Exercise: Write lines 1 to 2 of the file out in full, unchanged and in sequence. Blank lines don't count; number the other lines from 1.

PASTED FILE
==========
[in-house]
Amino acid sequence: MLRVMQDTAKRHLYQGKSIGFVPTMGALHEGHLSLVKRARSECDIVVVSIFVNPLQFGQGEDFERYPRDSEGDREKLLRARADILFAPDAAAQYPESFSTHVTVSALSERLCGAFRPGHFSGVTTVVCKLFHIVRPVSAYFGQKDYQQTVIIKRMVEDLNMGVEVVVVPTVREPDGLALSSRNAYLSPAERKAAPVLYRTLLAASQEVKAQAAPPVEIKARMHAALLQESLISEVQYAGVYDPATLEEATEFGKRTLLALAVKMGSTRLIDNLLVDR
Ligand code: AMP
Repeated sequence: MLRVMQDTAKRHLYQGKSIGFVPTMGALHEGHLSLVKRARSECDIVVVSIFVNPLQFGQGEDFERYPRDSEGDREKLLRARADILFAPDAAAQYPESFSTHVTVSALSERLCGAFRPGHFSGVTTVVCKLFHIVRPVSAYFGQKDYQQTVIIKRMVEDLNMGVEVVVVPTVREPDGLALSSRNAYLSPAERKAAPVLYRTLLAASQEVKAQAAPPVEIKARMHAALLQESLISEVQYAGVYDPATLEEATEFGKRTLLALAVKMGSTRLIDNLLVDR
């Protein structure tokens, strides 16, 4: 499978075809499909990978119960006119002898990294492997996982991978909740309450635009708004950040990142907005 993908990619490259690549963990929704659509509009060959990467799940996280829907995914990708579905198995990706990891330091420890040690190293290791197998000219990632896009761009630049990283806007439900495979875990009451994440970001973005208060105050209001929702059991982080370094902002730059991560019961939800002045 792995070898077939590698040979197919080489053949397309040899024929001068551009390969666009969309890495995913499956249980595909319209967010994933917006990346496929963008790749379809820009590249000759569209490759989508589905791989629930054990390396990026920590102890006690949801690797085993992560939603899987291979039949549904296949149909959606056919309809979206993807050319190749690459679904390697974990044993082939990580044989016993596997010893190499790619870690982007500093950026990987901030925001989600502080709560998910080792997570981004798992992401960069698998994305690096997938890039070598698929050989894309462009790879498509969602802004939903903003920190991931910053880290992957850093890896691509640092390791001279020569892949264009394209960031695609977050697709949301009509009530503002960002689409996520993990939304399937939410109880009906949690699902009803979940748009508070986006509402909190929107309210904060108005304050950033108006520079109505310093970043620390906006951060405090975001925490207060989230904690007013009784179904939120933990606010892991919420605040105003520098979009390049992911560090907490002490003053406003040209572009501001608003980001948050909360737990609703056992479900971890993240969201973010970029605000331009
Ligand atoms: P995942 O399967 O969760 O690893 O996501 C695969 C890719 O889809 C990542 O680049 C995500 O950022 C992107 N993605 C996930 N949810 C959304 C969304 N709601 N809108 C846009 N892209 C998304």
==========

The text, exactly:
[in-house]
Amino acid sequence: MLRVMQDTAKRHLYQGKSIGFVPTMGALHEGHLSLVKRARSECDIVVVSIFVNPLQFGQGEDFERYPRDSEGDREKLLRARADILFAPDAAAQYPESFSTHVTVSALSERLCGAFRPGHFSGVTTVVCKLFHIVRPVSAYFGQKDYQQTVIIKRMVEDLNMGVEVVVVPTVREPDGLALSSRNAYLSPAERKAAPVLYRTLLAASQEVKAQAAPPVEIKARMHAALLQESLISEVQYAGVYDPATLEEATEFGKRTLLALAVKMGSTRLIDNLLVDR